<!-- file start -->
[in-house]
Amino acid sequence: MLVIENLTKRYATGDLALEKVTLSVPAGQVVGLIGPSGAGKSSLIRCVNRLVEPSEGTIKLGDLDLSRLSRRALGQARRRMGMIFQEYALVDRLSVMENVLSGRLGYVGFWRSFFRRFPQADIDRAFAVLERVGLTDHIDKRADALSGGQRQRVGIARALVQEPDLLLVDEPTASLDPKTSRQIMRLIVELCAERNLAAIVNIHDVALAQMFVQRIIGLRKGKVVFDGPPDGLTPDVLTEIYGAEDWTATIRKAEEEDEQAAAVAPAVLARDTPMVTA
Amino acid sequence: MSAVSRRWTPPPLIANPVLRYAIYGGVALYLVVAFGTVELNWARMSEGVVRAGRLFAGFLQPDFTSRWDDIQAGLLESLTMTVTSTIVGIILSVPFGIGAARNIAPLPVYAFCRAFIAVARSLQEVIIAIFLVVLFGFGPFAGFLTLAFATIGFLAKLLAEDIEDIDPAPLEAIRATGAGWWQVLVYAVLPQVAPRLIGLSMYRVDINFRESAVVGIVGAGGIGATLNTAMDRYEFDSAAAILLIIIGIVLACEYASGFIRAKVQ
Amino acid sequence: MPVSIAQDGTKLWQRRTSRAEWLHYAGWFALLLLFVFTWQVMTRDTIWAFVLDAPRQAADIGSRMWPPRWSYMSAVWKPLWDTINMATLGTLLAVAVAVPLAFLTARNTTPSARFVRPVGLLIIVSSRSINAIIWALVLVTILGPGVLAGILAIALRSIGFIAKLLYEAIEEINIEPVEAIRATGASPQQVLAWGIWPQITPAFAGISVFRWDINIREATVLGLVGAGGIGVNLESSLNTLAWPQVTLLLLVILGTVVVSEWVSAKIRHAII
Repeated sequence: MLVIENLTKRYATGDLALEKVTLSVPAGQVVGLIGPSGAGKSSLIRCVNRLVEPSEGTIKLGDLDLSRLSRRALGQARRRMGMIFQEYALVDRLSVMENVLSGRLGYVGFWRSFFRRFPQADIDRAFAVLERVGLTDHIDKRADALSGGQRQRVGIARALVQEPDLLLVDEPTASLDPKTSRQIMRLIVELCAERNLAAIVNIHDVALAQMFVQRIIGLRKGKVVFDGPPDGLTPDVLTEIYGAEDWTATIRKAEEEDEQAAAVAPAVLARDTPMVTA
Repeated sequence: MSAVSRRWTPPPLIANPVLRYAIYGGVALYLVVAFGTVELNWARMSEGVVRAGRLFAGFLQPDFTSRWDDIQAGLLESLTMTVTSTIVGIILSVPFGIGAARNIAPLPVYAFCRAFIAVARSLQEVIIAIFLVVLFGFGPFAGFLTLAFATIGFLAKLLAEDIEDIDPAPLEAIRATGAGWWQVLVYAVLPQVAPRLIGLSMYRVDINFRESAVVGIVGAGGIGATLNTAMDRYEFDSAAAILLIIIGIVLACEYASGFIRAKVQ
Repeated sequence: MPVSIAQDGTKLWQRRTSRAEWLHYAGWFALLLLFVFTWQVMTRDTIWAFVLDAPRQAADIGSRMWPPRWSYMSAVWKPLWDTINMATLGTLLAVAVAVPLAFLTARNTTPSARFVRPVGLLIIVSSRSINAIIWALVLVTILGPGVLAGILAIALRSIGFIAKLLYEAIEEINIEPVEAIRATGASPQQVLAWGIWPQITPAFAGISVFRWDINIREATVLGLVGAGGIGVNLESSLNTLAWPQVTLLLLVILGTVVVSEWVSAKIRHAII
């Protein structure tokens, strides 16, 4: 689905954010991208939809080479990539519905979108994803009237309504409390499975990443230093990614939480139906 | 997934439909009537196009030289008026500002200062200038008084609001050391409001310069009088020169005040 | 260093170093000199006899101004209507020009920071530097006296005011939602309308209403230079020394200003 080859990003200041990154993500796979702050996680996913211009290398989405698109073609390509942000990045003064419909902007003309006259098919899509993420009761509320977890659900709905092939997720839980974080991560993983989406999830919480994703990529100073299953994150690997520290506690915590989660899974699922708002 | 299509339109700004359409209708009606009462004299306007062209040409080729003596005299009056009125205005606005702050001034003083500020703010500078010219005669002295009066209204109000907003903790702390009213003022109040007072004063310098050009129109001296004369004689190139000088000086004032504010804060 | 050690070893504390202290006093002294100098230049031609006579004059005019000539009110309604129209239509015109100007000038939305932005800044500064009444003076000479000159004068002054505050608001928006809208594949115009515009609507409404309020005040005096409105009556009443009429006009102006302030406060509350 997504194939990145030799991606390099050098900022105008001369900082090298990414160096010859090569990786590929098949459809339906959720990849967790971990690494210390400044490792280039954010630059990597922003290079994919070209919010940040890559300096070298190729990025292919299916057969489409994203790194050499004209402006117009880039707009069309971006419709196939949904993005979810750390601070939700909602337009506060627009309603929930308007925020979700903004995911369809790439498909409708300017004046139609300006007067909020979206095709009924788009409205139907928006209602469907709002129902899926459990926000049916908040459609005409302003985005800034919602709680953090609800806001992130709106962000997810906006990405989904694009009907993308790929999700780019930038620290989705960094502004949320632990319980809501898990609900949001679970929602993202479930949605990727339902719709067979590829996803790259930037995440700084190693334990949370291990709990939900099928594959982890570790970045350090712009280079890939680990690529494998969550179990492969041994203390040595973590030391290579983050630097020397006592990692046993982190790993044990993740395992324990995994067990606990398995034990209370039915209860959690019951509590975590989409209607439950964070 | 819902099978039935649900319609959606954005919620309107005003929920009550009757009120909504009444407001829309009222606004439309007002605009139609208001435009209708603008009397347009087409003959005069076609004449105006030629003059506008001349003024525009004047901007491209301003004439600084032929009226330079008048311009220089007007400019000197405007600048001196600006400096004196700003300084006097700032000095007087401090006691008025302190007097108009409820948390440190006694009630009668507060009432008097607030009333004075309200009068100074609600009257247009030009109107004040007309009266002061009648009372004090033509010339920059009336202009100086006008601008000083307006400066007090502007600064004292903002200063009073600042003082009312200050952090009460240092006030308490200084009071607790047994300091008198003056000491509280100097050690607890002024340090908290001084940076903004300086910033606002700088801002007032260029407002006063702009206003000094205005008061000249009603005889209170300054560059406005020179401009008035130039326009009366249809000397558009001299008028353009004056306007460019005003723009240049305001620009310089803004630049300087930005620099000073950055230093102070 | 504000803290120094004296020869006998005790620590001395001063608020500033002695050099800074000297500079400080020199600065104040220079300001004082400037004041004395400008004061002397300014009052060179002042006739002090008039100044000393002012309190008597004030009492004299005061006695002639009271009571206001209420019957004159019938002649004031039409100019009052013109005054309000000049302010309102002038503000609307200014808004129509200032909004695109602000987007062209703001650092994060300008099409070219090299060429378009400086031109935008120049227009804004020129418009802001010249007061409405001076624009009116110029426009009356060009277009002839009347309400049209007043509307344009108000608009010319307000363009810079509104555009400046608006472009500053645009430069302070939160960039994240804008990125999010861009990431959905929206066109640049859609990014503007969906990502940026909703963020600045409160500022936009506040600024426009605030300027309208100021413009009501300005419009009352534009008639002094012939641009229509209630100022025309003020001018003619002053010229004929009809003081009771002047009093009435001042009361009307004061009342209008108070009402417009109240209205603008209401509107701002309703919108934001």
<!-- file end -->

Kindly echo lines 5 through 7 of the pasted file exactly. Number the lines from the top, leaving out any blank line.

Repeated sequence: MLVIENLTKRYATGDLALEKVTLSVPAGQVVGLIGPSGAGKSSLIRCVNRLVEPSEGTIKLGDLDLSRLSRRALGQARRRMGMIFQEYALVDRLSVMENVLSGRLGYVGFWRSFFRRFPQADIDRAFAVLERVGLTDHIDKRADALSGGQRQRVGIARALVQEPDLLLVDEPTASLDPKTSRQIMRLIVELCAERNLAAIVNIHDVALAQMFVQRIIGLRKGKVVFDGPPDGLTPDVLTEIYGAEDWTATIRKAEEEDEQAAAVAPAVLARDTPMVTA
Repeated sequence: MSAVSRRWTPPPLIANPVLRYAIYGGVALYLVVAFGTVELNWARMSEGVVRAGRLFAGFLQPDFTSRWDDIQAGLLESLTMTVTSTIVGIILSVPFGIGAARNIAPLPVYAFCRAFIAVARSLQEVIIAIFLVVLFGFGPFAGFLTLAFATIGFLAKLLAEDIEDIDPAPLEAIRATGAGWWQVLVYAVLPQVAPRLIGLSMYRVDINFRESAVVGIVGAGGIGATLNTAMDRYEFDSAAAILLIIIGIVLACEYASGFIRAKVQ
Repeated sequence: MPVSIAQDGTKLWQRRTSRAEWLHYAGWFALLLLFVFTWQVMTRDTIWAFVLDAPRQAADIGSRMWPPRWSYMSAVWKPLWDTINMATLGTLLAVAVAVPLAFLTARNTTPSARFVRPVGLLIIVSSRSINAIIWALVLVTILGPGVLAGILAIALRSIGFIAKLLYEAIEEINIEPVEAIRATGASPQQVLAWGIWPQITPAFAGISVFRWDINIREATVLGLVGAGGIGVNLESSLNTLAWPQVTLLLLVILGTVVVSEWVSAKIRHAII